Jaston Archie 6 years, 3 months ago

I have tried really hard to be positive and optimistic about Perry but I find it a futile effort. I don't understand why Self insists that Perry be more "aggressive" which only results in more missed shots and him attacking a stronger defender and shooting a bad shot instead of passing the ball. He has poor vision, I cannot recall a time when Perry attacked the basket and dished it to a wide open teammate, maybe because no team doubles him. Moreover, I agree that he loves to shoot the jump shot which he does make occasionally, but he will never be a consistent shooter with his technique. He shoots the ball before he reaches the peak of his liftoff. Even though Carlton missed a lot, I still trust his form to ultimately make that shot consistently. I think Perry and Jamari are the two players that make me cringe the most everytime they get the ball. Wayne did last year but he has definitely stepped up his level. I can live with Perry's bad games in the regular season but hopefully he brings his best in the tournament. KU fans really need to have higher expectations for the postseason bc I think we have really high expectations in the regular season but just hope for the best come March. To me, its final four or bust this year

Elias Dunlavy 6 years, 3 months ago

Perry is what he is at this point... What Perry really needs is a legit low post scorer next to him at the 5 to take some pressure off and not have the opposing teams tallest defender always hovering over him down low

Tom Jones 6 years, 3 months ago

Most teams would LOVE to have Perry Ellis on their roster.

Not some whiny, spoiled KU fans, though. Some will look for, even create chances to take shots at the guy, who is crimson and blue to the bone and a first team All-Conference player in one of the best conferences in America.

Good grief.

Marius Rowlanski 6 years, 3 months ago

BIG 12 = Worst record from a major conference in 2015 NCAA.

Big East is the only major we beat in 2014 NCAA and calling them a major is a stretch.

Tom Jones 6 years, 2 months ago

The Big 12 was one of the best basketball conferences in America last year and are among the top 4/5 every year and anyone who follows college basketball for a living would tell you the same thing. Sorry, bro.

There's more to conference strength than a couple of fluke first round losses in the tournament.

Marius Rowlanski 6 years, 2 months ago

"The Big 12 was one of the best basketball conferences in America last year and are among the top 4/5 every year"

There are ONLY 5 majors. 6 if you count the big LEAST. Being in the top 5 is AUTOMATIC. Hands down the DUMBEST post in memory!

Thanks for the laughs BRO! LMAO!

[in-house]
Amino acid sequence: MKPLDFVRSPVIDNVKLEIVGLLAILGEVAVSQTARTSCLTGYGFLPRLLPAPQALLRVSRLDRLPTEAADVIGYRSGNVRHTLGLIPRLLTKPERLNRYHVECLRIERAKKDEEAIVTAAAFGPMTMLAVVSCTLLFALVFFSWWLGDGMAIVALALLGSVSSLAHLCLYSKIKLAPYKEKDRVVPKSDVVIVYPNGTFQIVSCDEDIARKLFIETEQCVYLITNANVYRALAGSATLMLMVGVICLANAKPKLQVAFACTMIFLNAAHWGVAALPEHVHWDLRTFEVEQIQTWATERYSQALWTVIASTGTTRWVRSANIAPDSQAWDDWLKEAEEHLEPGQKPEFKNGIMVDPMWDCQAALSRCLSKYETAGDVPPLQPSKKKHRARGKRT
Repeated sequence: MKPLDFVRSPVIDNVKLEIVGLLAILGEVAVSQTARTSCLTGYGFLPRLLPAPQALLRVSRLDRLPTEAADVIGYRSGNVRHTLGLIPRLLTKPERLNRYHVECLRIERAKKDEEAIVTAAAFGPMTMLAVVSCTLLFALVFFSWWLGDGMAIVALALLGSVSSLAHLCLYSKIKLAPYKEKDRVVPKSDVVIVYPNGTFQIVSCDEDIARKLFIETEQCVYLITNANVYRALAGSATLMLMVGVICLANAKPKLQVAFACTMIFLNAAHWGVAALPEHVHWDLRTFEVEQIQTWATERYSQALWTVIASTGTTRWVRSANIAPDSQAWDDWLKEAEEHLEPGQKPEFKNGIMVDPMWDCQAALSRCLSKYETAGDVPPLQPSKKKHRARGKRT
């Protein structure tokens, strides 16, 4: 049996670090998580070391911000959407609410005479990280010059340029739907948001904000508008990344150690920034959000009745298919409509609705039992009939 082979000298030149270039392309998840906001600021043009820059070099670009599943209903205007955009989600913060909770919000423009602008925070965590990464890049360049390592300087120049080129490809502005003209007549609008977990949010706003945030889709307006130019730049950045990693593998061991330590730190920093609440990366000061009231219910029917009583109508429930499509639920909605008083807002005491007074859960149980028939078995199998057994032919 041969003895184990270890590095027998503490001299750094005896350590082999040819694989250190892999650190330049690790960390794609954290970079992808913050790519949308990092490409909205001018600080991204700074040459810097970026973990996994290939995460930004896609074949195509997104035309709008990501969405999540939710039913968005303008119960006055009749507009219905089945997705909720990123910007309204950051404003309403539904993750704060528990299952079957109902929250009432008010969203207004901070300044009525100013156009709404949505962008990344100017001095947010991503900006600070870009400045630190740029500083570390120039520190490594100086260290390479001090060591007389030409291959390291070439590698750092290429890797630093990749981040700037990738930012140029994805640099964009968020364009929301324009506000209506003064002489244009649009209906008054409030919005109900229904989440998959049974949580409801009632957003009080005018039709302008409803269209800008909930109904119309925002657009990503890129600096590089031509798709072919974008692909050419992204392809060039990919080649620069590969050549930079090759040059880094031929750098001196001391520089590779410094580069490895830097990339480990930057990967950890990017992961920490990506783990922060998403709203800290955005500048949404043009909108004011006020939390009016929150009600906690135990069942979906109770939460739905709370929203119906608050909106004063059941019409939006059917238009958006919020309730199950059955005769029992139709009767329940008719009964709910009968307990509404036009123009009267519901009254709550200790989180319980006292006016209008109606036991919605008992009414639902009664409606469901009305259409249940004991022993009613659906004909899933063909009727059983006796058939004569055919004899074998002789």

Tom Jones 6 years, 2 months ago

Still waiting for you to make a point, Marius.

Everyone who writes about college basketball had the Big 12 as one of the top 2 or 3 conferences last year and most had them the toughest. Perry Ellis was a first team all conference player.

Your argument is that all the writers were wrong and the Big 12 actually sucked because they had a few fluky early losses in the tournament.

Now whose post is dumb again?

Michael Bennett 6 years, 3 months ago

I feel like fans get frustrated because the way Self runs his system doesn't always fit with who Perry is as a player. No doubt he has shown he can produce as the focal point of the hi-low offense, but he also gets exposed by mismatches in the low post. I sometimes wonder how he would fit in with Hoiberg's ISU teams, in a Georges Niang-type role.

Mick Allen 6 years, 3 months ago

Perry is what he is and we should all except that. What he isn't is a young man who is an exceptional athlete from a running and jumping standpoint; not strong with the ball off the bounce or in attempting to get the ball off the board or in going up for a shot with contact. On defense he is not physical enough to guard a post up 4. What he is, is a face up scorer with a nice touch from 15' out to the 3 point line. His footwork facing the basket is very good and he can beat his defender off the bounce when he is strong with the ball. As a couple of posters have already opined, his offensive game will be greatly enhanced if Diallo turns out to be an offensive force at the 5. Perry is an adequate rebounder, once again when he is strong with the ball. He needs to move without the ball when Diallo gets doubled and find a space where he can receive the pass and take advantage of the double on Diallo. Hopefully Hunter will use the Games in Korea as a springboard to a productive year. When he is in the game at the 5, I think you'll see him as are most effective big man in making the dump down pass inside or kicking it out for the 3.Without question Perry will need to shoot it better than he did in Korea. Part of the cause of the low shooting percentage I think was the team emphasis on playing fast with the 24 second clock and this contributed to Perry's questionable shot selection at times. He needs to face up with the ball as he will never be a back to the basket scorer. If he can score 15 or 16 a game and grab 7 to 8 rebounds per game he will have done his job no matter how unsightly it appears at times. He is a great young man who is going to have a solid senior year.

Mick Allen 6 years, 3 months ago

We should all "accept" that, not "except" that as in just posted post.